Recommendation: Take advantage of these newer S&OP visibility technologies after, and only after, you can deliver on a feasible plan.

  • Rethink Workflows. In today's systems, workflows are built for 'single ifs connecting to single thens' ...  Supply chains do not play by the rules, and the technology is not flexible enough. I believe we need to connect 'multiple if's to multiple then's'. I think the answer lies in new forms of cognitive computing and rules-based ontologies. I believe that it will start with the redefinition of master data management. Today, 9% of early adopters are experimenting with cognitive computing. I think we are five years away from widespread adoption of cognitive learning.

          Recommendation: Experiment with cognitive learning in pilots and closely follow the evolution of this promising technology.

  • Deeper and More Meaningful Optimization. The first generation of APS tools was built on deterministic optimization technologies. It is ironic: we built linear optimization to manage complex systems in a nonlinear world. As the long tail of products expands, it is not sufficient.  In a recent benchmarking study of demand by Terra Technology, the company reports that since 2009, the number of items is up 30% with the average sales volume per unit falling by 22% over a six year period in Consumer Packaged Goods Companies. We expect significant advancements in optimization and visualization to happen in the next year.  These solutions will be deployed in cloud-based analytical environments on top of existing solutions.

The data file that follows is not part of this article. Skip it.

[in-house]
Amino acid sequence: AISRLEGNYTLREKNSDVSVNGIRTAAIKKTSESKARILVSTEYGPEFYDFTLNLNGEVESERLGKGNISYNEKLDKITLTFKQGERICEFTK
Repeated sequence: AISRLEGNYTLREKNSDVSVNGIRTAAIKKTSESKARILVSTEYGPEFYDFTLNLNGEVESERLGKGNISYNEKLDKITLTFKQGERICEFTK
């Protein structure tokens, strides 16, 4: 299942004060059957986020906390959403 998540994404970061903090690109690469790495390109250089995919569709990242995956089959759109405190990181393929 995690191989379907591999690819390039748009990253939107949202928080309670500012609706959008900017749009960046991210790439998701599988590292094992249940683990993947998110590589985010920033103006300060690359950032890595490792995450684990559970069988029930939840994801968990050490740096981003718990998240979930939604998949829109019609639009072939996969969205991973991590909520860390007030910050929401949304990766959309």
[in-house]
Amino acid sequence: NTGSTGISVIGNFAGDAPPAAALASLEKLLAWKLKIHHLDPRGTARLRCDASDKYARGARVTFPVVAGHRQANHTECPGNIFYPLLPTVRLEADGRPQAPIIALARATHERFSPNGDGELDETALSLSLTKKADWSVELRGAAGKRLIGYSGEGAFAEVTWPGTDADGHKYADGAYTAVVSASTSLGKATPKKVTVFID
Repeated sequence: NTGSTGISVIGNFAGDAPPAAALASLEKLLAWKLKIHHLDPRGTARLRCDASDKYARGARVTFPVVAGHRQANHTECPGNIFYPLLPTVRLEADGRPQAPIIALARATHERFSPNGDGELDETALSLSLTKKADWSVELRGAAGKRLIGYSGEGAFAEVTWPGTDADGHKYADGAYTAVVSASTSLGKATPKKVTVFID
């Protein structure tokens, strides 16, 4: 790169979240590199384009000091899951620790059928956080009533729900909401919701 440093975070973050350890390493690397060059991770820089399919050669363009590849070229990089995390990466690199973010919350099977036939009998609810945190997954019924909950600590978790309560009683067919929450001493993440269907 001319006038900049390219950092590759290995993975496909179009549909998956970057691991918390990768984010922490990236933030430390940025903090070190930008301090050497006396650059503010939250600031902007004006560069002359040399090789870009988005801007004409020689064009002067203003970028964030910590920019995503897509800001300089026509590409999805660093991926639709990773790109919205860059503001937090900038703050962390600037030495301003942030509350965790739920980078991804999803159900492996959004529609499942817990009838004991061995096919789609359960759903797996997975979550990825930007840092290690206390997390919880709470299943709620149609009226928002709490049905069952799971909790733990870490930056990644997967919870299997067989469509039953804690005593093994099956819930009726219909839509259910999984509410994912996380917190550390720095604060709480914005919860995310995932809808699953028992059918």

Recommendation: Buy tactically today, understanding that new forms of analytics are advancing quickly. Products for supply chain segmentation are maturing—especially around factor scheduling. Focus your efforts on building outside-in processes using sensing technologies.

  • Demand-Driven Signals. The current demand sensing tools are the iceberg of what is to come in demand sensing and translation technologies. Get ready to redefine demand.

Recommendation: Buy tactically today with a focus on sensing dependent demand.

 

Based on our current research, we believe that the gaps shown in Figures 2 and 3 will close. The first step is recognizing the need and asking for better answers. The second is experimenting with new technologies. With most people max'd out on driving agility through traditional mechanisms, we expect more pressure on technology providers for newer solutions. After all, agility does not grow on trees. Instead, it must be built.

 

Figure 3. Supply Chain Agility: Techniques and Effectiveness

techniques for agility

 

For more insights on this research, check out the summary PowerPoint on SlideShare.